Keith Smith

1. Jon Horst, Bucks

2. Lawrence Frank, Clippers

3. Sam Presti, Thunder

For a second straight year, Jon Horst put together a dominant and deep team. Milwaukee lost Malcolm Brogdon, but got a first-round pick for a free agent. That’s solid work. He also re-signed Khris Middleton, George Hill and Brook Lopez to fair contracts. And around them Horst added Wesley Matthews, Robin Lopez, Kyle Korver and Marvin Williams to fill out the roster. Milwaukee goes 13-deep in legitimate rotation players for the team with the league’s best record.

Lawrence Frank built the Clippers on the fly. When Kawhi Leonard said he’d sign if LA traded for Paul George, Frank didn’t hesitate and made it happen. Frank also re-signed Patrick Beverley, Ivica Zubac and JaMychal Green, while adding Marcus Morris and Reggie Jackson in- season. The result is a team that is 10-deep in playoff players and one of the Western Conference favorites.

When the Thunder traded away Paul George and Russell Westbrook, it was assumed that Sam Presti would eventually move Chris Paul too. Instead, Oklahoma City has been one of the league’s best surprises. All of the trade acquisitions have played a big part in that. Paul has had another great season Shai Gilgeous-Alexander and Danilo Gallinari have turned in good years. And rookies Darius Bazley and Luguentz Dort look like keepers too. Oh, and Presti has up to seven extra first-round picks and a couple of years of swap rights coming too.

Ben Wallace not sure Pistons would have won titles if they drafted Carmelo over Darko

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Carmelo Anthony said recently if the Detroit Pistons had drafted him No. 2 instead of Darko Miličić, he would have won two or three titles. Chauncy Billups agreed with him.

Ben Wallace isn’t buying it.

Wallace appeared on the on the 120 Watts podcast and said if the Pistons had taken Anthony the team would have developed differently and might have come together in a way that it did not win a title in 2004 or any others (hat tip to NBA Reddit):

“If we would’ve drafted Carmelo, I honestly don’t think we would have ever won a championship. Melo wanted to play right away. It would have had the potential to disrupt the team chemistry… By drafting Darko, he came in and said that he is not ready to play on this team. Who I am going to play in front of. I’m not ready, and by him doing that and accepting his role, it allowed us to build and grow and get stronger and eventually win a championship…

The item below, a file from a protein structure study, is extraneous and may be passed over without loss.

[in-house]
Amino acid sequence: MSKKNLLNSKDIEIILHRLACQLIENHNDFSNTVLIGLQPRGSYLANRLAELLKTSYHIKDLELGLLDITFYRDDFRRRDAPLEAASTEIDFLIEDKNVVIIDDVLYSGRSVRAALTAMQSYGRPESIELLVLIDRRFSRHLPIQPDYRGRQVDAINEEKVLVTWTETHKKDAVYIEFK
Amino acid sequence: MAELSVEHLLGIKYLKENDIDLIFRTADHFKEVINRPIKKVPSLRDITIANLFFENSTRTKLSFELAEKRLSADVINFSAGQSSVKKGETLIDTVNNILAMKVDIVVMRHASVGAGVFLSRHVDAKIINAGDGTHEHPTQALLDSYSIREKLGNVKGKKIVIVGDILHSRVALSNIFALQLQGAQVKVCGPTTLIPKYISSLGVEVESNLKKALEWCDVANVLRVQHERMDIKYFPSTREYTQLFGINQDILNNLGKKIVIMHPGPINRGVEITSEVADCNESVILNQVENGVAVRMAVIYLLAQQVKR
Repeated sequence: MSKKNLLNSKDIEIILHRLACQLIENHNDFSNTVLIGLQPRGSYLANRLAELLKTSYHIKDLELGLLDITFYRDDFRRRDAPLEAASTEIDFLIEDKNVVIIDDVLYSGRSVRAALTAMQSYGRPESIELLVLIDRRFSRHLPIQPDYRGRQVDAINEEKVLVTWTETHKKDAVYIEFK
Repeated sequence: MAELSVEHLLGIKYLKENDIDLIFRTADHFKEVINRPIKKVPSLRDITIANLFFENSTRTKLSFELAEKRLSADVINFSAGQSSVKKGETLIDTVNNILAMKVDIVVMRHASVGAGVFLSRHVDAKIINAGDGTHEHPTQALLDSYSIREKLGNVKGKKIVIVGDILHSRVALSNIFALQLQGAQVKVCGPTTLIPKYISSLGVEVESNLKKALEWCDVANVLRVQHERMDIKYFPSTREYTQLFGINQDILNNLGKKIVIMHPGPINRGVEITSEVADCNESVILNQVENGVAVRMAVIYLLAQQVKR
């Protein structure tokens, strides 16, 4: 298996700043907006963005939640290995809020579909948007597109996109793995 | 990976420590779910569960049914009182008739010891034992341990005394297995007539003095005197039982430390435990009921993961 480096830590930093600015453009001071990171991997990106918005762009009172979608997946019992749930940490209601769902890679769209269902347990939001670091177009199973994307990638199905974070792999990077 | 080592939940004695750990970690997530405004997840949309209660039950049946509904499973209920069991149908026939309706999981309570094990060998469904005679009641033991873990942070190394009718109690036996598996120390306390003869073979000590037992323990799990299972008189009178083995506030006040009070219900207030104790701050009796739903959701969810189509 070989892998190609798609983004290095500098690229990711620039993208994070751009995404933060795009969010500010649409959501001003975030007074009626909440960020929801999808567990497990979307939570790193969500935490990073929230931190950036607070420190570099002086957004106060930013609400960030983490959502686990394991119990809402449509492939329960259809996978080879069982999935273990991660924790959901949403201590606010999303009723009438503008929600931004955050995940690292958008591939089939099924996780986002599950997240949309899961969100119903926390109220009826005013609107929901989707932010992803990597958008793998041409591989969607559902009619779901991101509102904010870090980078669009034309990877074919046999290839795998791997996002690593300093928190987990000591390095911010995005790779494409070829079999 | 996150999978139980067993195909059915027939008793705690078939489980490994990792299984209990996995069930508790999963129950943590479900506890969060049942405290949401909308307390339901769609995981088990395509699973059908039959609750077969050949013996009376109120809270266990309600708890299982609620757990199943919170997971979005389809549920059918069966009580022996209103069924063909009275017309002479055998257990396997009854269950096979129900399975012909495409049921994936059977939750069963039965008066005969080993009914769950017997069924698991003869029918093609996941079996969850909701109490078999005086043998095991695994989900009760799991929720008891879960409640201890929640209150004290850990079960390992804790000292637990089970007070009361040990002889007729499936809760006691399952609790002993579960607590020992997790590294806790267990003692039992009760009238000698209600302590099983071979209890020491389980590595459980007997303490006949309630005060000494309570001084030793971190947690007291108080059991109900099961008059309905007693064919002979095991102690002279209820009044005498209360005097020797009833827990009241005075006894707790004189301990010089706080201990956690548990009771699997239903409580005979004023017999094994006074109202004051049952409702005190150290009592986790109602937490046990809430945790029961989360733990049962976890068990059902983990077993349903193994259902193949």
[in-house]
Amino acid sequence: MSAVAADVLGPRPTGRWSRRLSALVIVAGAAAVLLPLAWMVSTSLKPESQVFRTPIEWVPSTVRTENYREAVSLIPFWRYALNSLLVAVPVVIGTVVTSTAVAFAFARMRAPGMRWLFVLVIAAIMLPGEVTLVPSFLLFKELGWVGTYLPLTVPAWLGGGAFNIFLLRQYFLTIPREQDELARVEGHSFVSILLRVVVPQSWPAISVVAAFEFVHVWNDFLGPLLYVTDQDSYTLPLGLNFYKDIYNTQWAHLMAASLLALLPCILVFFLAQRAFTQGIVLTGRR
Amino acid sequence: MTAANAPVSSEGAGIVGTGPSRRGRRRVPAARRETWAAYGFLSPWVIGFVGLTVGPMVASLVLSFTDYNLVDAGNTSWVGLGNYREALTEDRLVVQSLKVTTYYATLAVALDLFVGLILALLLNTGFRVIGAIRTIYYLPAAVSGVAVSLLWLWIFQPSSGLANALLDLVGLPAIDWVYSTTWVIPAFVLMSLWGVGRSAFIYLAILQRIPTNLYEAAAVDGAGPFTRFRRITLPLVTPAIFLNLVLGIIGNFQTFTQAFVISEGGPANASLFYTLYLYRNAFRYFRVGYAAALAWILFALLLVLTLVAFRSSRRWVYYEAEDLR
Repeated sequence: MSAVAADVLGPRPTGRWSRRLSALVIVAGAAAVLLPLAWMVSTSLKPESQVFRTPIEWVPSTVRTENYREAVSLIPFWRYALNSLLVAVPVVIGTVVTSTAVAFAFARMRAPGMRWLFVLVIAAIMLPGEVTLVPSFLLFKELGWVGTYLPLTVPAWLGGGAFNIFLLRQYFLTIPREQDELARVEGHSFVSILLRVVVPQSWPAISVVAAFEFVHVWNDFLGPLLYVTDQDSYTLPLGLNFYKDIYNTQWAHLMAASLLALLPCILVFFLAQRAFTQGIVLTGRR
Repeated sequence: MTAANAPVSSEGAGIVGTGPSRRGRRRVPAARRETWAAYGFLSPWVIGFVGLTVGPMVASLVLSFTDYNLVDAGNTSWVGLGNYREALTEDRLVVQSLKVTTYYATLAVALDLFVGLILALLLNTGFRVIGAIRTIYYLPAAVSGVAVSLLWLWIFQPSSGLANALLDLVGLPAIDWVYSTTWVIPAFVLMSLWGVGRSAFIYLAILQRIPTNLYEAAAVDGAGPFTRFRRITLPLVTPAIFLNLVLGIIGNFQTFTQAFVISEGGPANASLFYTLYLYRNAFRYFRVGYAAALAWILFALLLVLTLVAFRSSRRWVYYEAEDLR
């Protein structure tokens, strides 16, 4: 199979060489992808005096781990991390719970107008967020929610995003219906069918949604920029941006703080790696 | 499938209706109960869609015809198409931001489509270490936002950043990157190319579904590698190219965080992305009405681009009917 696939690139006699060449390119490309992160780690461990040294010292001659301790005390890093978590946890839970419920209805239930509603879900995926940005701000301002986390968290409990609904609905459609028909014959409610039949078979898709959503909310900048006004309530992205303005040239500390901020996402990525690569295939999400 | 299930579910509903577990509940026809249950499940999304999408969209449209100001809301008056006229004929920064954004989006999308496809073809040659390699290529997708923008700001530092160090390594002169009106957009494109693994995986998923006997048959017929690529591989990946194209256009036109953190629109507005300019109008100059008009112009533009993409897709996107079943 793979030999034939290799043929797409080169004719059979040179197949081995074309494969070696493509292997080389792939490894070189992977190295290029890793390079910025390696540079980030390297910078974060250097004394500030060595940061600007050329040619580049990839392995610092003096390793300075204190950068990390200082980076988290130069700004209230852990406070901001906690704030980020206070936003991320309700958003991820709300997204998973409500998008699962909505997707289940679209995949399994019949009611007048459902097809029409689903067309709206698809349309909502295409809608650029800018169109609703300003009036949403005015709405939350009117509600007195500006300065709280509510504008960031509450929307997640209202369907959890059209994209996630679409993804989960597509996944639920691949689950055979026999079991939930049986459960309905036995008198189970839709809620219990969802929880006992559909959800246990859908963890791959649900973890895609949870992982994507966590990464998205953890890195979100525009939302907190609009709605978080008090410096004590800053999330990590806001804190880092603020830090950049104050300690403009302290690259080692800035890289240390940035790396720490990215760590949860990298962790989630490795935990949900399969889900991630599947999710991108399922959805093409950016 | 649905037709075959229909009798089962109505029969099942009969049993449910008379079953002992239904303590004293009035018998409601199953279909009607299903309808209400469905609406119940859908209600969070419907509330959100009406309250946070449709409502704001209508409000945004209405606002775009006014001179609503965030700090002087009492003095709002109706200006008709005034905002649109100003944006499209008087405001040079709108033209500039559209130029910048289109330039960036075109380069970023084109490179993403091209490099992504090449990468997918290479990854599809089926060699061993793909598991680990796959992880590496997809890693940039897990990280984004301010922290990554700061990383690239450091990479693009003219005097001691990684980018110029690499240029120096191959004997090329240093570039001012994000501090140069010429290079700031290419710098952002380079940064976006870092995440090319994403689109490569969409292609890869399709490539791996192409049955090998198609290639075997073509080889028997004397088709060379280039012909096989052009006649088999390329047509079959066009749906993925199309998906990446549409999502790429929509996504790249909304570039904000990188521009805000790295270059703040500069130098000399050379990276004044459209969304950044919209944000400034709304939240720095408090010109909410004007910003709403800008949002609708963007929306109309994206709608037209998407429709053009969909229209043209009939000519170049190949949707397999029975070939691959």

“If we drafted Carmelo, Tayshaun [Prince] wouldn’t blossom to be the type of a player that he way. We won that championship on the back of the best block I’ve ever seen in my life, and I blocked a lot of shots. That is the type of grit and grind that the team had.”

It’s an interesting point and Wallace is right about this: We never know how a team would have developed differently if ‘Melo had been a Piston. Maybe it wouldn’t have worked, perhaps it would have thrown off the team chemistry and softened up that elite defense.

Still, put me in “the more talent the better” camp. Anthony is a future Hall of Famer who came into the league knowing how to get buckets. That Pistons team had some of the greatest defenses the league has ever seen, but the question was always could they score enough. Anthony would have had to accept more of a role, but he fills that scoring need. And, on a team of players he respects, Anthony is willing to play his part.

Count me with the group that thinks the Pistons win more with ‘Melo than they did with Darko. Or, frankly, Chris Bosh (fourth in that draft). Or Dwyane Wade (fifth). But the Pistons made their bet and they still got a ring.

NBA coaches use break to prepare for possible playoff matchups

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ASSOCIATED PRESS — With NBA games indefinitely on hold, there has been a lot of discussion about postseason possibilities — including by coaches around the league.

They’re preparing for what a resumption of the season that was shut down March 11 could look like in the wake of the coronavirus pandemic.

Toronto coach Nick Nurse said he’s trying to prepare for every possibility that would allow the Raptors a chance to defend their title.

“We’re ready for whatever is thrown at us,” Nurse said recently during a conference call with reporters. “I don’t think it really matters. What matters is that we attack the title in whatever format it’s going to be presented in and we go for it.”

No one knows what will be thrown at the NBA or the rest of the sports world. Guidelines from the Centers for Disease Control and Prevention advising against large gatherings make the calendar a major factor in how the league could resume its season.

The ideas are many, from a shortened version of the remaining schedule played without fans to the very real possibility of jumping straight into the playoffs to ensure a season is completed before the end of summer.

Milwaukee coach Mike Budenholzer said he has spent part of this hiatus studying the Orlando Magic and Brooklyn Nets — the Bucks’ two most likely first-round playoff foes — as well as other Eastern Conference teams.

Nurse had already begun thinking postseason before the season was suspended.

“When we hit March 1, we’ve got a kind of playoff prepping plan thing that kicks in,” the Raptors coach said. “We spread the teams around our staff members and they prepare a pretty detailed couple of hour video sessions.

“They would normally come into my office and start showing that to me one-on-one. It’s a two-hour video that we go through probably in about three hours on certain teams in the East and then a handful of them in the West as well.